Case 173 -- SLE, Paraproteinemia and Polyneuropathy

Contributed by Juan M. Bilbao, MD, FRCP(C)
    University of Toronto, Department of Laboratory Medicine (Pathology), 30 Bond Street, Toronto, Ontario, M5B 1W8, CANADA
Published on line in November 1998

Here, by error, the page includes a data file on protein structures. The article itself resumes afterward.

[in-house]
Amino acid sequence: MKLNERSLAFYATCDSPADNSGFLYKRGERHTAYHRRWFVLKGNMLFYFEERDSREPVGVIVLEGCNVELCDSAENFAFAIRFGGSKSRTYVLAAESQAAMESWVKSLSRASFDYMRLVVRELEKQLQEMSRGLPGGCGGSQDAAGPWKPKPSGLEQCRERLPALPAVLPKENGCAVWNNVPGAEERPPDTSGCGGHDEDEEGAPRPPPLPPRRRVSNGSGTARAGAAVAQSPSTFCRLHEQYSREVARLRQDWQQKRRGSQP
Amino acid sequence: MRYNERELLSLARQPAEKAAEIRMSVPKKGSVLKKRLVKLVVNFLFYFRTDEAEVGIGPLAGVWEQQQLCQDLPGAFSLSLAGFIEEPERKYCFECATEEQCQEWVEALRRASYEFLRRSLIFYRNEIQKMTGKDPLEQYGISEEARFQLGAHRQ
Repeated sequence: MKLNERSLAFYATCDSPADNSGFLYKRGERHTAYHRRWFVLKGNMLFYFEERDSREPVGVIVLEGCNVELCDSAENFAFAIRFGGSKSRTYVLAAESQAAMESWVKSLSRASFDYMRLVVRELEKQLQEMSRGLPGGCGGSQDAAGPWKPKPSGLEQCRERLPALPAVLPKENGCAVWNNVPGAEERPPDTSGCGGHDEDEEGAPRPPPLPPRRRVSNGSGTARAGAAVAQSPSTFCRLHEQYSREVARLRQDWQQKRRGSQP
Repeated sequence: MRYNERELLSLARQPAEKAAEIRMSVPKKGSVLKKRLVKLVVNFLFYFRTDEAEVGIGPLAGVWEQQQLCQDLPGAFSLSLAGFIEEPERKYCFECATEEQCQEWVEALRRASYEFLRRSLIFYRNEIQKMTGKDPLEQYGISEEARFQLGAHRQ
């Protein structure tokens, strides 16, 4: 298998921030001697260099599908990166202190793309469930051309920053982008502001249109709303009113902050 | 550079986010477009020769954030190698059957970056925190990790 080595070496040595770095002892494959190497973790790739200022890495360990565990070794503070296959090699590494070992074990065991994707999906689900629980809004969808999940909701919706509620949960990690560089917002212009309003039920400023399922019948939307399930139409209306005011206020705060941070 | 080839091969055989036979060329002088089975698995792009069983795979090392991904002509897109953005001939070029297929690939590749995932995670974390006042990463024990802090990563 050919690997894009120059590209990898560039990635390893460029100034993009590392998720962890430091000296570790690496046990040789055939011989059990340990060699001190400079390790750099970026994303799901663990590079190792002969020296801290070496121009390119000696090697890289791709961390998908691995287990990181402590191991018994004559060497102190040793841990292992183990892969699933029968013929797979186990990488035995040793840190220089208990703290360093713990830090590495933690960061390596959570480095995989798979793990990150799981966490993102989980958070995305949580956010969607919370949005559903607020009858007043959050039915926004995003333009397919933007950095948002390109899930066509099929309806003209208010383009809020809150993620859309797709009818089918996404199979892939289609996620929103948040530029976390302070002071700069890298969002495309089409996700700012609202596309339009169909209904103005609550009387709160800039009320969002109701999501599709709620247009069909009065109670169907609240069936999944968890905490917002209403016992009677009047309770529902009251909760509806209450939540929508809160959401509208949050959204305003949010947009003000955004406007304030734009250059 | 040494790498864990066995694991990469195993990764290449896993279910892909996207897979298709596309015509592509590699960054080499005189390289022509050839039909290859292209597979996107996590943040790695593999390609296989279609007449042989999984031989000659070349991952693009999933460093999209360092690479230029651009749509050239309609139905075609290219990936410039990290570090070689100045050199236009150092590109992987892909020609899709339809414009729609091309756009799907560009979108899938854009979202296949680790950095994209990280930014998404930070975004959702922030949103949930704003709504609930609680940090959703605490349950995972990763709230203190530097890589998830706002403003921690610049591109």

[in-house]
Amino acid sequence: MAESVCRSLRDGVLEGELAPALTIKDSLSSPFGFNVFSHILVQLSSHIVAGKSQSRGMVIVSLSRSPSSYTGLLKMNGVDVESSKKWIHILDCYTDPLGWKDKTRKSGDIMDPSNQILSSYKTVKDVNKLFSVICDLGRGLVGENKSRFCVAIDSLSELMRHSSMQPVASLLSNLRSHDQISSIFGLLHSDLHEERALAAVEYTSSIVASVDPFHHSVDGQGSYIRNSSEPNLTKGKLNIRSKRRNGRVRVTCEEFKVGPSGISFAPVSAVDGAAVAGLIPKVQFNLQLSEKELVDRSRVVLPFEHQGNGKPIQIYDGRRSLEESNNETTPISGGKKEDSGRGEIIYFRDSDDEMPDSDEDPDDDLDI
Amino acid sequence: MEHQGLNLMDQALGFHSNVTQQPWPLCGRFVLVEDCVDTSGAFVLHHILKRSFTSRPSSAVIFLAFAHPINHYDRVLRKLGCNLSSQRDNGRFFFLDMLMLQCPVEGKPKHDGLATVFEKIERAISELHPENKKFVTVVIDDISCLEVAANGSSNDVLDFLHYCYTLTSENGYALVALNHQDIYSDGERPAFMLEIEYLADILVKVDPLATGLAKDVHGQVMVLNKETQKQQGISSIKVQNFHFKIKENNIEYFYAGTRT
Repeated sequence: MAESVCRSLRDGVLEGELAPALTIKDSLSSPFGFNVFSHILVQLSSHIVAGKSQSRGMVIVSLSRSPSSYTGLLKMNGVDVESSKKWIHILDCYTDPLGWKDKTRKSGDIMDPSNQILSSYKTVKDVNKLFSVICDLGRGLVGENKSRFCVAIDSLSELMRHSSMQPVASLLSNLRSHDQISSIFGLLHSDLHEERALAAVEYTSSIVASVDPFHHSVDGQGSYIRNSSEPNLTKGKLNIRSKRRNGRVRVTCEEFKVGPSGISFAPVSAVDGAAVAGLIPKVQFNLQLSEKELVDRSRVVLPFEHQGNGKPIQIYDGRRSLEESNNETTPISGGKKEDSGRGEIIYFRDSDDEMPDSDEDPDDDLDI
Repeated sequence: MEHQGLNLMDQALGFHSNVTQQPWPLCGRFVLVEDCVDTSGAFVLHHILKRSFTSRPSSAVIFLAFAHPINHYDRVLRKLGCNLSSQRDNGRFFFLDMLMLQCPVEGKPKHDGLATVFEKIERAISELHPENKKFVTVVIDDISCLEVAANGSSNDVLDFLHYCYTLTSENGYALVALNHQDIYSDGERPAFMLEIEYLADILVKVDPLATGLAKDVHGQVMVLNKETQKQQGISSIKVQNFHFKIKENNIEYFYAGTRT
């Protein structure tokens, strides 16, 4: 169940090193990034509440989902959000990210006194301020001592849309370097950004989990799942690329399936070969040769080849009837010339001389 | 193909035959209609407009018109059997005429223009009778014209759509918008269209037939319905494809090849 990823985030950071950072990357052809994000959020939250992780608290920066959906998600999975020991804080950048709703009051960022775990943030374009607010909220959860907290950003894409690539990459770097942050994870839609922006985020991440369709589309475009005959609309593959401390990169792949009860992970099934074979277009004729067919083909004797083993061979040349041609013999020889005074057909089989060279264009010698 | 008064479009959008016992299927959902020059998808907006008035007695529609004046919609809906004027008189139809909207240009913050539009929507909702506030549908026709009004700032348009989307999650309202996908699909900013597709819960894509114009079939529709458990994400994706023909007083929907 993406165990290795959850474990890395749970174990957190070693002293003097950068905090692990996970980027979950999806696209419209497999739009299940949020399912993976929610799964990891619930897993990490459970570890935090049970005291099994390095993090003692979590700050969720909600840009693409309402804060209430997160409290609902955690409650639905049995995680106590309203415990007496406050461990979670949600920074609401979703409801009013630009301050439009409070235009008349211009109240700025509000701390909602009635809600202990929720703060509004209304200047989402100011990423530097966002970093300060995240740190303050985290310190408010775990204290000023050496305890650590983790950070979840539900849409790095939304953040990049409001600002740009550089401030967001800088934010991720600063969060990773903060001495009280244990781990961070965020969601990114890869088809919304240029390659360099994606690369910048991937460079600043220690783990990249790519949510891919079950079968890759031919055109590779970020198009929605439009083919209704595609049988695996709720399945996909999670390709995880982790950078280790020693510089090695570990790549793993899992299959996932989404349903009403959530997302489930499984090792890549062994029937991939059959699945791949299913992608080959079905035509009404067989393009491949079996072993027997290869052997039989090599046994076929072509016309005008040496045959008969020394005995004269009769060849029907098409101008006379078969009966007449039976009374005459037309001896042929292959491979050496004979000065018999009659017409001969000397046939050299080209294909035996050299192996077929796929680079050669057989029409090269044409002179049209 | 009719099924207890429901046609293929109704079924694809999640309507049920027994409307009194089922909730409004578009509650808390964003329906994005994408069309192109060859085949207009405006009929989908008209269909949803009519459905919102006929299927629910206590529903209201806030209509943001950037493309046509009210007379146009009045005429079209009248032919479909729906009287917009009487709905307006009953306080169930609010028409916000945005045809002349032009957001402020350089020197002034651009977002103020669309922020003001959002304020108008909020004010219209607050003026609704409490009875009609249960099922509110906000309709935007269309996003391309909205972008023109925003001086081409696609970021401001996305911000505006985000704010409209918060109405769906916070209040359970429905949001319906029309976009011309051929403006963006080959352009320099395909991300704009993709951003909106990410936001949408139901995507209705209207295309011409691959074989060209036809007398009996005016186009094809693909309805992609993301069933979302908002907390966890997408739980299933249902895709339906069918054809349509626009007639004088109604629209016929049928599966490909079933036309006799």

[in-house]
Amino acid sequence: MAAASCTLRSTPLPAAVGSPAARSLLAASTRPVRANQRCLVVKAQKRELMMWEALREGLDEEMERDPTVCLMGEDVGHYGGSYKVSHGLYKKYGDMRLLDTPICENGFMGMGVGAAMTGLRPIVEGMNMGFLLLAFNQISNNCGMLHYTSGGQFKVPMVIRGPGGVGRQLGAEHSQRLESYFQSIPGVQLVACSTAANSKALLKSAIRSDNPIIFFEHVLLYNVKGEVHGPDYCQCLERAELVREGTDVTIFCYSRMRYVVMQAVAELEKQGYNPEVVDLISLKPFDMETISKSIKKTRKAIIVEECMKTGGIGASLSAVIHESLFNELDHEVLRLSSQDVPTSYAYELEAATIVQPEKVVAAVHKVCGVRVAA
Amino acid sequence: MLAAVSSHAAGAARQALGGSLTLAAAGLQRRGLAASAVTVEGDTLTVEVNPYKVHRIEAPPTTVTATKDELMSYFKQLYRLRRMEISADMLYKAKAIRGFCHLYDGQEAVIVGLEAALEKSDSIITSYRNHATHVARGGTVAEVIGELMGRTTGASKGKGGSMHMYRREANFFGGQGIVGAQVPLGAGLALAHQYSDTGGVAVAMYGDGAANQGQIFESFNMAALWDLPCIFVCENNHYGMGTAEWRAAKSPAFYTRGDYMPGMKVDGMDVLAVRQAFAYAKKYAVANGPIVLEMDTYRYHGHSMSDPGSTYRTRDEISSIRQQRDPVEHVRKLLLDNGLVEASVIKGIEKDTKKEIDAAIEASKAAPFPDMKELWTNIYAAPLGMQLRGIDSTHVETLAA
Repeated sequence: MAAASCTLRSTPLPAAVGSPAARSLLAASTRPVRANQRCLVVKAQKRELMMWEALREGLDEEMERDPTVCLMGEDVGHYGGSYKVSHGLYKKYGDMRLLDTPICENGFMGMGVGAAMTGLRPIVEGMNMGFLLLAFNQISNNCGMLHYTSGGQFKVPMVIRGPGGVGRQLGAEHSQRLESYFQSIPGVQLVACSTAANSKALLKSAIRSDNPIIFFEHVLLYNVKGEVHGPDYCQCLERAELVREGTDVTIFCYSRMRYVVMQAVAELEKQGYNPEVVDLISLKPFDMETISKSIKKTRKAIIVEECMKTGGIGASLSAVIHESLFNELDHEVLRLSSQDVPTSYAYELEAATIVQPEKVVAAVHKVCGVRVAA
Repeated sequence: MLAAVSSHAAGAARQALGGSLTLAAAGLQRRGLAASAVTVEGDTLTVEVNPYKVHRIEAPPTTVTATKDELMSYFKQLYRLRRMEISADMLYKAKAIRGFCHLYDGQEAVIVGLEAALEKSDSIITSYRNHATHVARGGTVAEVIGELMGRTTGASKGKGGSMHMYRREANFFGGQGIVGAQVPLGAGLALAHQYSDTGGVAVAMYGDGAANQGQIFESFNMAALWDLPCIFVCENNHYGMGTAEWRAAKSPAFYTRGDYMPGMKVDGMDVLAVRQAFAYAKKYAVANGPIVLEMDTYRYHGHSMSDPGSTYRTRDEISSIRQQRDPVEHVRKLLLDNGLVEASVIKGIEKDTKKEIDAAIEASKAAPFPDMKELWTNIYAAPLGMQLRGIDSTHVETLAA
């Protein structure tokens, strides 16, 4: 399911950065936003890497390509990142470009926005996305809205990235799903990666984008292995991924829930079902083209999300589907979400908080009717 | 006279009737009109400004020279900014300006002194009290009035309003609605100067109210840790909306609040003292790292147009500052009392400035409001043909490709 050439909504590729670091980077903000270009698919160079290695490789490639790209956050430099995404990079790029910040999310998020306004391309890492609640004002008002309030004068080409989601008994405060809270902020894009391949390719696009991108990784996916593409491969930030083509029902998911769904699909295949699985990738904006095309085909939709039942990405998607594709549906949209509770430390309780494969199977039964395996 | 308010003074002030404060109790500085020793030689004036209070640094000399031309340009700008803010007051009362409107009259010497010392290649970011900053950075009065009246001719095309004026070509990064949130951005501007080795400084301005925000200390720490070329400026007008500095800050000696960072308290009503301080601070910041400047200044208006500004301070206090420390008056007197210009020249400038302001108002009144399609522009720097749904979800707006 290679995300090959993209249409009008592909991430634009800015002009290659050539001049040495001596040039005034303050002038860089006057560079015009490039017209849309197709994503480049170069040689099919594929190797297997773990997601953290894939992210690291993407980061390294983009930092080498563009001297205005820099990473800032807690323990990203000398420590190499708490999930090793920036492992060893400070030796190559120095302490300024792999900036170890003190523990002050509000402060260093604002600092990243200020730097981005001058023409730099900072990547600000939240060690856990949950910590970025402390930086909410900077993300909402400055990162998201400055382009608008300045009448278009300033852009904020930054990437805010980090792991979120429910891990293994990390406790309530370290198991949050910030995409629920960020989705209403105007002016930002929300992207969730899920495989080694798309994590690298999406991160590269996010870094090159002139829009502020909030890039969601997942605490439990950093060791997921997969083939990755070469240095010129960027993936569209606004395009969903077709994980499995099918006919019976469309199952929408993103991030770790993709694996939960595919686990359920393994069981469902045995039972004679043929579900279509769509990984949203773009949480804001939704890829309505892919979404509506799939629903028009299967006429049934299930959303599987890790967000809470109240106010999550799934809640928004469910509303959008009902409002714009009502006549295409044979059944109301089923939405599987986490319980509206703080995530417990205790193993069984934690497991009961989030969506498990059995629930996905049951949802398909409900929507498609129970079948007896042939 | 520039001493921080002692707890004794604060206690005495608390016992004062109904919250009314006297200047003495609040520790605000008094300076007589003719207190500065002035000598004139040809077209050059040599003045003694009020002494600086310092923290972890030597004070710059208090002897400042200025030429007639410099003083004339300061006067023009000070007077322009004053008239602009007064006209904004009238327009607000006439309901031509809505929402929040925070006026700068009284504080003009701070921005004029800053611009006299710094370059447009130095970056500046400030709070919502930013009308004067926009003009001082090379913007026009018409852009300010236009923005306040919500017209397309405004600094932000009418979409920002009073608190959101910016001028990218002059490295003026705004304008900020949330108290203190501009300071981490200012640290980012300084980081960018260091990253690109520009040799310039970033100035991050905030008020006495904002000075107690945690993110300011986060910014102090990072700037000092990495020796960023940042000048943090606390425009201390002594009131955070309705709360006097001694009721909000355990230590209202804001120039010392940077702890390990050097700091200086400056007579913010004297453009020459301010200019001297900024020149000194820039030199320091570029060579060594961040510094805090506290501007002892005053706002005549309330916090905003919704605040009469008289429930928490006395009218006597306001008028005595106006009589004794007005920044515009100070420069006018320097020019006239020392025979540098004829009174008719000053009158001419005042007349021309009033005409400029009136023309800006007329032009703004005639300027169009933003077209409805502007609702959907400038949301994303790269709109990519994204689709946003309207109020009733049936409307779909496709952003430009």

A 70 year old woman developed, 12 years previously, polyarticular arthritis, butterfly rash, Sicca syndrome and was found to be ANA positive, Coombs positive and ENA positive. Investigations also revealed an IgG lambda paraprotein in serum and urine and 10% of plasma cells in bone marrow biopsy. Plaquenil, 250 mg per day, was started for the treatment of cutaneous manifestation of SLE. At the age of 63, she reported hand tingling. All medication was discontinued at the age of 65 because of clinical improvement but hydrochloroquine was restarted because of recurrent flare of skin rash. The disease was suppressed with a regimen of Prednisone and Isoniazide. At the age of 68, the patient complained of symmetrical numbness and tingling in hands and feet which progressed to weakness of foot dorsiflexion, and reduced vibration and pinprick sensation in the feet. Deep tendon reflexes were decreased throughout and electrophysiological studies demonstrated diffuse moderate mixed axonal and demyelinating polyneuropathy. Symptoms progressed until March 1996 when a sural nerve biopsy was done. At that time the patient was on Plaquenil 250 mg per day. A circulating paraprotein was still present in concentrations unchanged from before. There was no clinical evidence of active SLE. The sural nerve biopsy was processed for paraffin embedding, snap frozen in liquid nitrogen, and embedded in plastic resin.




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